We have seen how fashionable religious and philosophical prose was influenced by the Ramistic tradition of ‘natural logic’. At the same time, there were writers like Lyly or Andrewes who did not follow the fashion. Their work seems quite out of keeping with later sixteenth and early seventeenth-century prose. It is useful to remember that there are no consistent movements of style in literary language, and archaic styles may be developed and used even when there is one dominant fashion. But Lyly and Andrewes had few imitators; their styles were admired as much for the extreme consistency of their methods, as for the devices of style they made their hallmark. Like all strenuous stylistic effects, their cult of analogy or conciseness came to seem tiresome and arbitrary.1 The value of the Ramistic tradition was that it could take many forms, and it captured some genuine insights into language use. Meaning can be advanced through figurative imagery, and the division between concepts and things can be regarded as trivial. Writers in this tradition were encouraged to look about them with greater care than before; the emphasis on the writer’s own reason and judgement, instead of an emphasis on the importance of a tradition directing his views, gave greater freedom to the imagination. We have already seen a number of varied interpretations of the Ramistic tradition in prose.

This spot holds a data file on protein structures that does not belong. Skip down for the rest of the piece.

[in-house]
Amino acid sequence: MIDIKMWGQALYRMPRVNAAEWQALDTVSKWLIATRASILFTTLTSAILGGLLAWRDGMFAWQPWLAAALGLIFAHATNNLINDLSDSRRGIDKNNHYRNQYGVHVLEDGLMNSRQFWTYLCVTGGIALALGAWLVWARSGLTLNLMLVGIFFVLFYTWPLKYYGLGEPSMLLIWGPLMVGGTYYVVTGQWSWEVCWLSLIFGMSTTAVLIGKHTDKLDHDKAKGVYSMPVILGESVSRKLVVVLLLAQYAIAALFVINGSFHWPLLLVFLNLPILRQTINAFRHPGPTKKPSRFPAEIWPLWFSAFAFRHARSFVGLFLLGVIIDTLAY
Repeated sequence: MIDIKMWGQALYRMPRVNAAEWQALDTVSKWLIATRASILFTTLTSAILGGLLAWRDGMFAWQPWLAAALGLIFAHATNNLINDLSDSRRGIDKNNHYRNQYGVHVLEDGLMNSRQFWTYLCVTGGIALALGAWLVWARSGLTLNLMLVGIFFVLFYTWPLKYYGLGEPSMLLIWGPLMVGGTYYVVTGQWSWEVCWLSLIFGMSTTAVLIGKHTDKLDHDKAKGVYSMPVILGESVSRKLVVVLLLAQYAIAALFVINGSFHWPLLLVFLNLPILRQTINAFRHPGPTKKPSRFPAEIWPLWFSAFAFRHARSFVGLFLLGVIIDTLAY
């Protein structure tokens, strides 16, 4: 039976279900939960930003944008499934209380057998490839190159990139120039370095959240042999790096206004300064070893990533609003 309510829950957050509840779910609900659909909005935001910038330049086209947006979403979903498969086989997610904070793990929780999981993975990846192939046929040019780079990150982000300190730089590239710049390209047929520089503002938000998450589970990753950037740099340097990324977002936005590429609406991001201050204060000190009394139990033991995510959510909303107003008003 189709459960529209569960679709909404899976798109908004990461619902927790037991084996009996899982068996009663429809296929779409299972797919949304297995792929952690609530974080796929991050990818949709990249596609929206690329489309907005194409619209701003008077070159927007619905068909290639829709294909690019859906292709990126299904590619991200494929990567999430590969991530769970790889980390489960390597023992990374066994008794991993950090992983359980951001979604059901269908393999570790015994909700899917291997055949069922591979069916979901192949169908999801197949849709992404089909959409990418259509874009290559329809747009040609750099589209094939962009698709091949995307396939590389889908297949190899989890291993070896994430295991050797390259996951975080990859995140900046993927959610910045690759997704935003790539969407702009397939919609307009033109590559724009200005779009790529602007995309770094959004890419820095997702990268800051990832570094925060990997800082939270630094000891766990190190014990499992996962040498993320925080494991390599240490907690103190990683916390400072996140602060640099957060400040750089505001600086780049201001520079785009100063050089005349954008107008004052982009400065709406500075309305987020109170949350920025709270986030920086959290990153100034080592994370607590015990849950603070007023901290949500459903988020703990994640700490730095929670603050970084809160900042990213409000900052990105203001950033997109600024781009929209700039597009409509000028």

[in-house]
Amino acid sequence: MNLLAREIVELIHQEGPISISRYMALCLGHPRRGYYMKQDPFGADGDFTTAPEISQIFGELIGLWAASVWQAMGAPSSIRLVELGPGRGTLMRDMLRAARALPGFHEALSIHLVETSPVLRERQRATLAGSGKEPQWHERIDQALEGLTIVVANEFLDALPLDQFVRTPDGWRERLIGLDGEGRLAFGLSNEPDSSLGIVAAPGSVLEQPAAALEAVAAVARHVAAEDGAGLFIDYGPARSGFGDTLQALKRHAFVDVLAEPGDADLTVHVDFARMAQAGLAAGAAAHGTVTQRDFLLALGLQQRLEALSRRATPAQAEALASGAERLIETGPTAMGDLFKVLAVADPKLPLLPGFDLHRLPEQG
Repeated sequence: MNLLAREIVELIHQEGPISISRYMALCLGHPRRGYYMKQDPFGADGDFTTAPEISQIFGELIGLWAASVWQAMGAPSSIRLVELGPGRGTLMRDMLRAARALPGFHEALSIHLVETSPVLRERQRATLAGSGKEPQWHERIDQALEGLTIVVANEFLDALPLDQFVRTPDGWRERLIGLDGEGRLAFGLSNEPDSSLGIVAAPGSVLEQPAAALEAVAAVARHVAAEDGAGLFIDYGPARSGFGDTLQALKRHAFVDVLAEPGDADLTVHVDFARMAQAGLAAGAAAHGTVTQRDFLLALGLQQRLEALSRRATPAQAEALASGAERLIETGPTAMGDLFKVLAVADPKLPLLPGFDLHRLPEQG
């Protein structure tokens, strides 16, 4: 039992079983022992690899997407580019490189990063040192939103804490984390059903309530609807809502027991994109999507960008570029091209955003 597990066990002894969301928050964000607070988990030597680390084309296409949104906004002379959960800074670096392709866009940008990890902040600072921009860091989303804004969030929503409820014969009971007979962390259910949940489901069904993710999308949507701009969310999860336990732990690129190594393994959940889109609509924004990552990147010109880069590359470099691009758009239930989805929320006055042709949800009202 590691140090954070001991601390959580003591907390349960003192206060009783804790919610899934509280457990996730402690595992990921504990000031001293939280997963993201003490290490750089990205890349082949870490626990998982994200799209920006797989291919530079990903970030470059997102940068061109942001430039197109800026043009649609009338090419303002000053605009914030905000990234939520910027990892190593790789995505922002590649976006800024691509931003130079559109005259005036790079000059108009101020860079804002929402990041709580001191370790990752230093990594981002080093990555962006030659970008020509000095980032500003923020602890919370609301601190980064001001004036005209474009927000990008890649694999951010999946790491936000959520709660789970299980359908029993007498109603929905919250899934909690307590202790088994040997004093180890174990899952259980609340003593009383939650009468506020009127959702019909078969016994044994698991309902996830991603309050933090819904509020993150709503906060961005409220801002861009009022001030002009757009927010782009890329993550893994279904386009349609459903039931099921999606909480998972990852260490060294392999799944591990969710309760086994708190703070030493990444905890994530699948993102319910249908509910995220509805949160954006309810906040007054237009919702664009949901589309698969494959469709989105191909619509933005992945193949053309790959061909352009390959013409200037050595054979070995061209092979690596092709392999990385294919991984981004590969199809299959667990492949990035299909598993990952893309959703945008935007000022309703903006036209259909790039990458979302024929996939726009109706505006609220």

KeywordsRelative Clause Indexical Marker Single Context Logical Invention Restrictive Relative Clause
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